Northeastern Illinois University is hosting four fellows during the 2019-20 academic year as part of a state program that is designed to increase the number of minority, full-time, tenure-track faculty and staff who work in the state’s public and private colleges and universities.
The Diversifying Higher Education Faculty in Illinois (DFI) program was launched in 2004 to address low rates of African American and Latinx faculty in the state’s two- and four- year institutions of higher learning. The program emerged out of two separate programs: the Illinois Consortium for Educational Opportunity Program (ICEOP) and the Illinois Minority Graduate Incentive Program (IMGIP). This year’s Northeastern fellows are Flor M. Reza, Candice Graddy, Phillip Lucas and Cherry Blakley.
All four hope to pursue doctoral degrees and one day teach.
“The program has funded my education thus far,” said Lucas, who expects to earn his master’s degree in Political Science next year. “With the funding came less worry and stress about having to work outside of school so I could concentrate on my studies. It’s also allowed me to be more active within the department and get more involved with conferences and professional activities related to my field of study.”
Lucas, a native Chicagoan, also earned his bachelor’s degree from Northeastern. He’s planning to apply for Ph.D. programs and is hopeful his DFI Fellowship will continue to assist him in earning a doctorate.
Reza earned her undergraduate degree in Human Development and Family Studies with a concentration in Child and Adolescent Development from the University of Illinois Urbana-Champaign. Reza then worked in the nonprofit sector for a couple of years. Desiring a career change, she decided to apply to Northeastern’s Engaging Latina/o Communities for Education (ENLACE) Higher Education Leadership program and was accepted. She’s now in her second year of the program, and first year of the fellowship.
“I’m very excited about the research projects we are encouraged to conduct as part of DFI,” Reza said. “I’m glad DFI gives us the opportunity and platform to be able to practice presenting our research projects because it can be a daunting experience – presenting your research, putting out there the stuff that interests you and having people see it.”
Reza is planning to start applying for Ph.D. opportunities as well as explore career options. She’s been thankful the program has been intentional this year with connecting fellows to the Career Development office.
Michael Stern, dean of Northeastern’s College of Graduate Studies and Research, believes the DFI Fellows program is important not just to Northeastern, but for the makeup of the nation’s professoriate.
“For the state it promotes a stronger pipeline to get a more diverse group of professors so students feel that they have role models in their classrooms,” Stern said. “It’s great that the state promotes this. There’s a national need for this, so it’s important to do.”
The State of Illinois provides DFI Fellows with a stipend. Northeastern takes that commitment one step further by also providing tuition and fee waivers for its fellows.
“A lot of our students need some financial help to successfully complete their programs,” Stern said. “This allows students to really focus on their programs without having to work an extra job, or not work at all, and helps them get started on the long journey to become professors.”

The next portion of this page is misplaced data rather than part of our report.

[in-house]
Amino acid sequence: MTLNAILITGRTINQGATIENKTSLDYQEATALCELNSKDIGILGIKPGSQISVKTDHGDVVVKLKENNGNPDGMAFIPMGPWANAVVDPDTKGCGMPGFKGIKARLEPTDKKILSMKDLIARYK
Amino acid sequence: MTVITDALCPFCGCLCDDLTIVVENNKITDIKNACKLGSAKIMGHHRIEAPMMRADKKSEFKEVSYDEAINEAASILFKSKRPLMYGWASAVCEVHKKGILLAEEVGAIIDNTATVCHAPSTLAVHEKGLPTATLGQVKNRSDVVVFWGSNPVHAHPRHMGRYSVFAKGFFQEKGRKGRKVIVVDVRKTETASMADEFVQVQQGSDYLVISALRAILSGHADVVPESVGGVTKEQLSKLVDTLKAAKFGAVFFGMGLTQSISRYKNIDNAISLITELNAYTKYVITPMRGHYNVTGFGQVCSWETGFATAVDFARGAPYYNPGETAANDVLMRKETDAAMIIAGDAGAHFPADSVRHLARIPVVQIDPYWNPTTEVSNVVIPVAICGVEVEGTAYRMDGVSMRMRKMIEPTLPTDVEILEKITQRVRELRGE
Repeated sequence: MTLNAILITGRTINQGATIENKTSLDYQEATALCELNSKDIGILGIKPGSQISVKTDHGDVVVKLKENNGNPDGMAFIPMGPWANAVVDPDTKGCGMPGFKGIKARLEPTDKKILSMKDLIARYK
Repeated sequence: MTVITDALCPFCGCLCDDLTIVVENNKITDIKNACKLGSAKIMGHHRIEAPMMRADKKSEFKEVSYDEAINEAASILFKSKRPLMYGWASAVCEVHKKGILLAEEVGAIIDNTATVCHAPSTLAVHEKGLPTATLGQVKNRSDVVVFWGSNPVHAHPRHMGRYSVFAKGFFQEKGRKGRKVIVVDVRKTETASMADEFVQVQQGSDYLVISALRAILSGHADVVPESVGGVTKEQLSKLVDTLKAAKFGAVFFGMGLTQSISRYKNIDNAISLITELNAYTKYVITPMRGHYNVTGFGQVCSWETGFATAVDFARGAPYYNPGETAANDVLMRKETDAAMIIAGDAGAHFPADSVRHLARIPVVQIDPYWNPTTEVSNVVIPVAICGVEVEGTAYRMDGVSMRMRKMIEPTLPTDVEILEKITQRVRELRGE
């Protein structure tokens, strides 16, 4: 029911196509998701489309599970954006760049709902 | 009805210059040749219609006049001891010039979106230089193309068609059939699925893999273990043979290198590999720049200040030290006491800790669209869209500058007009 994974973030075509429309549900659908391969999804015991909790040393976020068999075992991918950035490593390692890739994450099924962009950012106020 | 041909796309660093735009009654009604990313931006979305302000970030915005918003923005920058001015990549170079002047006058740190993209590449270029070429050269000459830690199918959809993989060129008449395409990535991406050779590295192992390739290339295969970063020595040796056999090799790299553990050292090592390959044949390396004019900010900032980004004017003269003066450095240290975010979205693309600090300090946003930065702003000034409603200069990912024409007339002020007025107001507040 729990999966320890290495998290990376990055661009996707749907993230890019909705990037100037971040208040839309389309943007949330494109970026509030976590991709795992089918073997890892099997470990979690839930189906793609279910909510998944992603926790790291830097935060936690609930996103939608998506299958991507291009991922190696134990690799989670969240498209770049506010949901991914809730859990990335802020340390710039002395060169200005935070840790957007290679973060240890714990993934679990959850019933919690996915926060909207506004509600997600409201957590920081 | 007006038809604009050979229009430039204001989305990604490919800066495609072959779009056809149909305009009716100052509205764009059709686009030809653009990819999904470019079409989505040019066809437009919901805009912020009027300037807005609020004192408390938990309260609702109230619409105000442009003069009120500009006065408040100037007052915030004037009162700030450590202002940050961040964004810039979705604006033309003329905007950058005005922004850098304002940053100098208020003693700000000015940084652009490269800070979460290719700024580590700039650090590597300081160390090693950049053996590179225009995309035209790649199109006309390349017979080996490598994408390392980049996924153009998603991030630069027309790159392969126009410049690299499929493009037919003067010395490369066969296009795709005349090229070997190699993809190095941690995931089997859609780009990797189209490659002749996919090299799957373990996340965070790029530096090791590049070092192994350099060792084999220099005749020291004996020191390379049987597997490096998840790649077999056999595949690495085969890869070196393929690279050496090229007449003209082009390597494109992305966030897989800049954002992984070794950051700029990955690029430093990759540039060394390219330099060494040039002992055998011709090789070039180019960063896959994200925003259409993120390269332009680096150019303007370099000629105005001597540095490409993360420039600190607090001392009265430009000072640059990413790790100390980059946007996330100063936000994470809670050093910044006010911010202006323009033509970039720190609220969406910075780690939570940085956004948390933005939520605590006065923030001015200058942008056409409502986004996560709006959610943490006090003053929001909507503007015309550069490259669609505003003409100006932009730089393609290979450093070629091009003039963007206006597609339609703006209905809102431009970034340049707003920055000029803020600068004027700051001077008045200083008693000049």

Vice President for Student Affairs Daniel López, Jr., was a DFI Fellow at Loyola University when he completed his master’s degree in education and now serves on the DFI Board of Directors.
“As a former DFI fellow, it is a privilege to represent NEIU and Illinois Latino Council on Higher Education on the DFI board,” López said. “The DFI program has been instrumental to my education and professional success. It allowed me to pay for my graduate degree and connected me with higher education professionals in the state of Illinois. The program also provided me with the opportunity to participate in the annual conference and learn from current fellows, former fellows, and African American and Latinx faculty and staff.”
López is proud to have DFI Fellows at Northeastern and sees the University’s commitment to these students as another way the school contributes to the broader community of scholars.
“I believe being a participating DFI university allows NEIU to live our mission of providing opportunities to our students,” López said. “Furthermore, it allows NEIU to recruit and prepare future higher education professionals so that they join the academy and continue to transform Illinois higher education in support of our community.”
Lucas and Reza echo those sentiments and are both grateful for the opportunities being a DFI Fellow is providing them with.
“Northeastern is such a great place,” Reza said. “I worked at the Pedroso Center last year and I’m currently working within the Division of Student Affairs. All of the opportunities at Northeastern have been a blessing. I genuinely love this institution and the many opportunities and mentors it has given me.”
Northeastern is seeking applicants for the 2020-2021 DFI Fellowship. Applications are due by Feb. 14, 2020.
Top photo: College of Graduate Studies and Research Dean Michael Stern (second from right) poses with DFI Fellows (from left) Candice Graddy, Cherry Blakley, Phillip Lucas and Flor M. Reza.